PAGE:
There is a phrase that one periodically hears amongst activists , a line which at times is attributed to Paulo Freire, but seems to owe its origins to piece by the Spanish poet Antonio Machado, which reads, in part:
Caminante, son tus huellas
el camino, y nada más;
caminante, no hay camino,
se hace camino al andar.
Al andar se hace camino,
this translates into English as
Wanderer, your footsteps are
the road, and nothing else;
wanderer, there is no road,
the road is made by walking.
Walking makes the road,
This is a sentiment often encountered in activist settings – an idea that wonderfully evokes the way in which the work unfolds and the way in which one moves towards a better world by trying to actually walk in that direction. But unfortunately, sometimes one makes the road only to find that there is a boulder blocking the path forward. Walking, moving forward, can be difficult work, and it is certainly made the more challenging when one is trying to lug boxes and boxes of books. And yet one of the lessons that activist librarianship will teach you is that as long as you’re making the road by walking it, you might as well get used to carrying some boxes of books with you.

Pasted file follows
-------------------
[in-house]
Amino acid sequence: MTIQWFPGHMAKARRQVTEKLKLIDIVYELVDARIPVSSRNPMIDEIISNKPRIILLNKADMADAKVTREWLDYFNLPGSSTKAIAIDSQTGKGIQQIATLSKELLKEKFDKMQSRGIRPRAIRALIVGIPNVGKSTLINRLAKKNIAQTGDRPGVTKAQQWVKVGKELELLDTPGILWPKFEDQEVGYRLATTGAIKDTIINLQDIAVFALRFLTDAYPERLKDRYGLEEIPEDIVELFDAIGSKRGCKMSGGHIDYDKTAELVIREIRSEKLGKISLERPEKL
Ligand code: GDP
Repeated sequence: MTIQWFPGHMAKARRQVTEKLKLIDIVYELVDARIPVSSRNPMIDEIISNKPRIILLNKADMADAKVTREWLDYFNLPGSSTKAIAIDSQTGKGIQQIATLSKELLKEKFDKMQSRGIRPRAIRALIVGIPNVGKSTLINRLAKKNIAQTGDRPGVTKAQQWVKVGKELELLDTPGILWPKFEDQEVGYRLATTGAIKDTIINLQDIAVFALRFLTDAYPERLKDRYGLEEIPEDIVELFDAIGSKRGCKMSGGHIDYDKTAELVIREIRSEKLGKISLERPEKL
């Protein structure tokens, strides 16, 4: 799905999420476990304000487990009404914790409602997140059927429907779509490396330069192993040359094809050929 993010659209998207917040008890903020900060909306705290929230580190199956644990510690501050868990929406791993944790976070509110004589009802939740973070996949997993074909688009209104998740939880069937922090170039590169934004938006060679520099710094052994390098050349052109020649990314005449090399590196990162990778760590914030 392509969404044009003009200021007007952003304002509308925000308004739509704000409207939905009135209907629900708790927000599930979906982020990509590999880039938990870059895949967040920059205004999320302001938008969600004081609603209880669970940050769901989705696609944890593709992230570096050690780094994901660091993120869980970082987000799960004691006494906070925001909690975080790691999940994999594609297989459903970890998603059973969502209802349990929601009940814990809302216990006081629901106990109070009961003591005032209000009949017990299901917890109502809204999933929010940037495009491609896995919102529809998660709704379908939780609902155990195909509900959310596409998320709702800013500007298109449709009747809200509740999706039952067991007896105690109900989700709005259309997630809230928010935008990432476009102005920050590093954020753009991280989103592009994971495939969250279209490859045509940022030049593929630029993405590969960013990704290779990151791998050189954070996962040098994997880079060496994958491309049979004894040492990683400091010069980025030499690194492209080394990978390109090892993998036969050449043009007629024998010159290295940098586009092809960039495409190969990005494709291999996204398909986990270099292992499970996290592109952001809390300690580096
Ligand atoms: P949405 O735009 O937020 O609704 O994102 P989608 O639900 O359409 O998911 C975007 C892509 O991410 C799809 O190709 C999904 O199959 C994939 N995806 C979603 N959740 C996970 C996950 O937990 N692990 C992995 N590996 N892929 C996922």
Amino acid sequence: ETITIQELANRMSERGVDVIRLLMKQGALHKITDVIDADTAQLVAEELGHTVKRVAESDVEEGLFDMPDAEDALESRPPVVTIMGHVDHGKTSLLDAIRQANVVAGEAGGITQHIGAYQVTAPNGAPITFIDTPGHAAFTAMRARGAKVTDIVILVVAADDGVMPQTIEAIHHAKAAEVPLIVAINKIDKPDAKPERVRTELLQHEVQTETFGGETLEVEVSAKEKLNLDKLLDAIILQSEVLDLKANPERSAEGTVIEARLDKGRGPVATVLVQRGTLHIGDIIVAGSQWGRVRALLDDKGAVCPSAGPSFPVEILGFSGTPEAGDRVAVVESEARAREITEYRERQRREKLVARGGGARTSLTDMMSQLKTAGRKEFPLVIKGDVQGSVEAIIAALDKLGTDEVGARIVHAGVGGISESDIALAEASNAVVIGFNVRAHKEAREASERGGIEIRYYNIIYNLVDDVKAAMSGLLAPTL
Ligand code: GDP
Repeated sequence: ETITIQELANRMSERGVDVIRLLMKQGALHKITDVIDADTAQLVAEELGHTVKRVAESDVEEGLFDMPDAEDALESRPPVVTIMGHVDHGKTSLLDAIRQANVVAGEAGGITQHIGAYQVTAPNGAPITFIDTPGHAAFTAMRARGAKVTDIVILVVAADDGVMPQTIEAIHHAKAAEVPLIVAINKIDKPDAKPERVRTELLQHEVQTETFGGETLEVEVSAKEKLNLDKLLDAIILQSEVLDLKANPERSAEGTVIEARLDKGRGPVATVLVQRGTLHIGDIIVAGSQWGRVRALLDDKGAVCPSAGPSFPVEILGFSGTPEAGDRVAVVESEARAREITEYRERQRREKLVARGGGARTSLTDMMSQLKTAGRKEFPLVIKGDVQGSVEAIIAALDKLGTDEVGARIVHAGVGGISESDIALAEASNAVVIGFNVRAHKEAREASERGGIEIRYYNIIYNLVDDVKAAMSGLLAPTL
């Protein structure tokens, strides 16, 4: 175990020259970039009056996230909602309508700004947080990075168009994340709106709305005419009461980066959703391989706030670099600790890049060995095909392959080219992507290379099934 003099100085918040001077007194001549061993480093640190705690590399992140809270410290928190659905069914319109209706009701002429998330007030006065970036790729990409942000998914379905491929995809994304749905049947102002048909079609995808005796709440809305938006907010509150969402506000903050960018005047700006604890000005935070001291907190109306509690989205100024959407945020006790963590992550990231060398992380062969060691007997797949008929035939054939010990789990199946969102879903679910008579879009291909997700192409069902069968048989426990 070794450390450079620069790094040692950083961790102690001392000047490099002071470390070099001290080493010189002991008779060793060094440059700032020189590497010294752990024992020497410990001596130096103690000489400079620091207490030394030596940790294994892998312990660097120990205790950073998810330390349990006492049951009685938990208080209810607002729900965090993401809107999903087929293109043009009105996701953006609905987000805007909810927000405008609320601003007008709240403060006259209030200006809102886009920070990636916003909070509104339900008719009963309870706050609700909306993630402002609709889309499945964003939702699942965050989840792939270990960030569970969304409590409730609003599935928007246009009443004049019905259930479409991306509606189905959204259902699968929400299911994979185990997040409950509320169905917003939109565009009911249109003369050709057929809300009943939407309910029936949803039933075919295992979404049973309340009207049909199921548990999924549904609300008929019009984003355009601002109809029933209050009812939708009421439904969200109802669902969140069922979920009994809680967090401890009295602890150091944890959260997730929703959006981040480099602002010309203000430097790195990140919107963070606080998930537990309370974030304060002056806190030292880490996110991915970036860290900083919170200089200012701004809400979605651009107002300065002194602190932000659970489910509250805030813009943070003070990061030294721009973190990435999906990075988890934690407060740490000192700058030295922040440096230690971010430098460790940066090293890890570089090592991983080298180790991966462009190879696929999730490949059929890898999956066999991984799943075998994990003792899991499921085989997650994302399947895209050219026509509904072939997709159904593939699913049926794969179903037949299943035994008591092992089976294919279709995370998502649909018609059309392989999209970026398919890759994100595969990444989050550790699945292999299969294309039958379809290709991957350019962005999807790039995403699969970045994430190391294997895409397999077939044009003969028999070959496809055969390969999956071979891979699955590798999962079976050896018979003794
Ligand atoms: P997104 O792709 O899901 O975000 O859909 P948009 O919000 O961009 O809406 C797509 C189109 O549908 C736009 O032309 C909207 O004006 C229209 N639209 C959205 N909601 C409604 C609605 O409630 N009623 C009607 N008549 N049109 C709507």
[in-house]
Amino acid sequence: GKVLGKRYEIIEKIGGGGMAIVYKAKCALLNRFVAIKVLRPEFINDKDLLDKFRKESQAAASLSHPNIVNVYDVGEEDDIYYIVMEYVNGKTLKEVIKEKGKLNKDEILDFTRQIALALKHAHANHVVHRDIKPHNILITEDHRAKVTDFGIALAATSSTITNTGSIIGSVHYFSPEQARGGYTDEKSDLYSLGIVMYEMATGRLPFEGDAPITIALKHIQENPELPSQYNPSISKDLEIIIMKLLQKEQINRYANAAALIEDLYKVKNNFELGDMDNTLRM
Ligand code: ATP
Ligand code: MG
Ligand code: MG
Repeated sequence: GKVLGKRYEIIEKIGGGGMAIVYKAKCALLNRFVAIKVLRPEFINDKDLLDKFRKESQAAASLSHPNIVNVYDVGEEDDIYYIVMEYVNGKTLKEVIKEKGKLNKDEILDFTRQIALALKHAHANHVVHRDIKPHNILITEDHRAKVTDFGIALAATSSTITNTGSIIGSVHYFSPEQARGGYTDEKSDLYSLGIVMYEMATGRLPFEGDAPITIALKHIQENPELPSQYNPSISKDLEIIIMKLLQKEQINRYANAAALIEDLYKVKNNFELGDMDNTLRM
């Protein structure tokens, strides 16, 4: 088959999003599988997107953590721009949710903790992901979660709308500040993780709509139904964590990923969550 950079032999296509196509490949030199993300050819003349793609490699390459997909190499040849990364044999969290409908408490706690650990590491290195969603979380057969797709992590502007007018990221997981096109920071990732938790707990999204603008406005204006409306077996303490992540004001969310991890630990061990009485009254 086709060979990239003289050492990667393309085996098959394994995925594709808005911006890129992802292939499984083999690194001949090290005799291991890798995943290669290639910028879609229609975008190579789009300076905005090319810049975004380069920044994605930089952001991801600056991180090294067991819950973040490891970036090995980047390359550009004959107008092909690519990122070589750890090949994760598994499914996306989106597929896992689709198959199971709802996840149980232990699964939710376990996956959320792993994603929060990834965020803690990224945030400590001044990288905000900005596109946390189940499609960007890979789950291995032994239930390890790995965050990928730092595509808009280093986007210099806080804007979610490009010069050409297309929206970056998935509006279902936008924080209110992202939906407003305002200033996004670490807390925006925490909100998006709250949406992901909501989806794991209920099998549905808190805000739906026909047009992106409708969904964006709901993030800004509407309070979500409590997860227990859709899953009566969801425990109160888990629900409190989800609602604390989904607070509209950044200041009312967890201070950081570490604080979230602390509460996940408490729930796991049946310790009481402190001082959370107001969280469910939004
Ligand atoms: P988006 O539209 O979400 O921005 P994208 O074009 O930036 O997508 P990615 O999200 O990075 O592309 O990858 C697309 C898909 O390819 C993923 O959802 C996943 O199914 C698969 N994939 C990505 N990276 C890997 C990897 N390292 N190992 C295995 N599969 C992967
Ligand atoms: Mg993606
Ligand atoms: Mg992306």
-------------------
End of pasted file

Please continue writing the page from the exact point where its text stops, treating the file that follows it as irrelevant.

Machado, Antonio. Proverbios y cantares XXIX” [Proverbs and Songs 29], Campos de Castilla (1912); trans. Betty Jean Craige in Selected Poems of Antonio Machado (Louisiana State University Press, 1979)